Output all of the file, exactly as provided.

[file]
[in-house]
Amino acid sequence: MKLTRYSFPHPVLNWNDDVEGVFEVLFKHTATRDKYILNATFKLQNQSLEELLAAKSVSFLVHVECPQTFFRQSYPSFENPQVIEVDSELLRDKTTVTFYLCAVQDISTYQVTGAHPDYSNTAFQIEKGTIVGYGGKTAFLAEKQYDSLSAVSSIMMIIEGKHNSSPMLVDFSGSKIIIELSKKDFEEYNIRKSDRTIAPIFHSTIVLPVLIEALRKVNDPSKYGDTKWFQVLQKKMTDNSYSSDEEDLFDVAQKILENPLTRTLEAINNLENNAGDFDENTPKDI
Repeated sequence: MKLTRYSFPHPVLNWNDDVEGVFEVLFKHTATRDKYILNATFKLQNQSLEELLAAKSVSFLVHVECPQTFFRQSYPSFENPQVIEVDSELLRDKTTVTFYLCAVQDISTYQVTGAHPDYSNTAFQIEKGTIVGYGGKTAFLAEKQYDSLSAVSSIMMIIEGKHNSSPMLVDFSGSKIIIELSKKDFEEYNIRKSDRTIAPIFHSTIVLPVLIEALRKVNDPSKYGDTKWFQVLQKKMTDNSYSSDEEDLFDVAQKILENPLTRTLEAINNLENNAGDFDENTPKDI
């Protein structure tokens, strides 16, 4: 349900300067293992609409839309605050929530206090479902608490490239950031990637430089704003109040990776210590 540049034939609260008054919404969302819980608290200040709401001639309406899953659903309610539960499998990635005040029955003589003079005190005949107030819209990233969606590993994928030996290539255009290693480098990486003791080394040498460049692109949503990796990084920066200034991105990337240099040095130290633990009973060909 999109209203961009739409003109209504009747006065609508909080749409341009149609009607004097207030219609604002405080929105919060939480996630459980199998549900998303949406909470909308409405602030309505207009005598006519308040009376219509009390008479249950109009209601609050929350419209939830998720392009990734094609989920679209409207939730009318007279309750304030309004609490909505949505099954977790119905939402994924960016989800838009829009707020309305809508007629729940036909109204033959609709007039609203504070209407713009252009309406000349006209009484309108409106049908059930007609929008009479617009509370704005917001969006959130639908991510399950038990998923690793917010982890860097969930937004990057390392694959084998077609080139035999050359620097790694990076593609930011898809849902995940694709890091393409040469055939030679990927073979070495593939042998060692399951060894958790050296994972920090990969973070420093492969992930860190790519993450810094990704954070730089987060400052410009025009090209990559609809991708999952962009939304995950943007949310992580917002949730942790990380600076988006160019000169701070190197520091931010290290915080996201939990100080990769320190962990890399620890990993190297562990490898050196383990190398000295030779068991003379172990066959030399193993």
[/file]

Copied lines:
[in-house]
Amino acid sequence: MKLTRYSFPHPVLNWNDDVEGVFEVLFKHTATRDKYILNATFKLQNQSLEELLAAKSVSFLVHVECPQTFFRQSYPSFENPQVIEVDSELLRDKTTVTFYLCAVQDISTYQVTGAHPDYSNTAFQIEKGTIVGYGGKTAFLAEKQYDSLSAVSSIMMIIEGKHNSSPMLVDFSGSKIIIELSKKDFEEYNIRKSDRTIAPIFHSTIVLPVLIEALRKVNDPSKYGDTKWFQVLQKKMTDNSYSSDEEDLFDVAQKILENPLTRTLEAINNLENNAGDFDENTPKDI
Repeated sequence: MKLTRYSFPHPVLNWNDDVEGVFEVLFKHTATRDKYILNATFKLQNQSLEELLAAKSVSFLVHVECPQTFFRQSYPSFENPQVIEVDSELLRDKTTVTFYLCAVQDISTYQVTGAHPDYSNTAFQIEKGTIVGYGGKTAFLAEKQYDSLSAVSSIMMIIEGKHNSSPMLVDFSGSKIIIELSKKDFEEYNIRKSDRTIAPIFHSTIVLPVLIEALRKVNDPSKYGDTKWFQVLQKKMTDNSYSSDEEDLFDVAQKILENPLTRTLEAINNLENNAGDFDENTPKDI
């Protein structure tokens, strides 16, 4: 349900300067293992609409839309605050929530206090479902608490490239950031990637430089704003109040990776210590 540049034939609260008054919404969302819980608290200040709401001639309406899953659903309610539960499998990635005040029955003589003079005190005949107030819209990233969606590993994928030996290539255009290693480098990486003791080394040498460049692109949503990796990084920066200034991105990337240099040095130290633990009973060909 999109209203961009739409003109209504009747006065609508909080749409341009149609009607004097207030219609604002405080929105919060939480996630459980199998549900998303949406909470909308409405602030309505207009005598006519308040009376219509009390008479249950109009209601609050929350419209939830998720392009990734094609989920679209409207939730009318007279309750304030309004609490909505949505099954977790119905939402994924960016989800838009829009707020309305809508007629729940036909109204033959609709007039609203504070209407713009252009309406000349006209009484309108409106049908059930007609929008009479617009509370704005917001969006959130639908991510399950038990998923690793917010982890860097969930937004990057390392694959084998077609080139035999050359620097790694990076593609930011898809849902995940694709890091393409040469055939030679990927073979070495593939042998060692399951060894958790050296994972920090990969973070420093492969992930860190790519993450810094990704954070730089987060400052410009025009090209990559609809991708999952962009939304995950943007949310992580917002949730942790990380600076988006160019000169701070190197520091931010290290915080996201939990100080990769320190962990890399620890990993190297562990490898050196383990190398000295030779068991003379172990066959030399193993």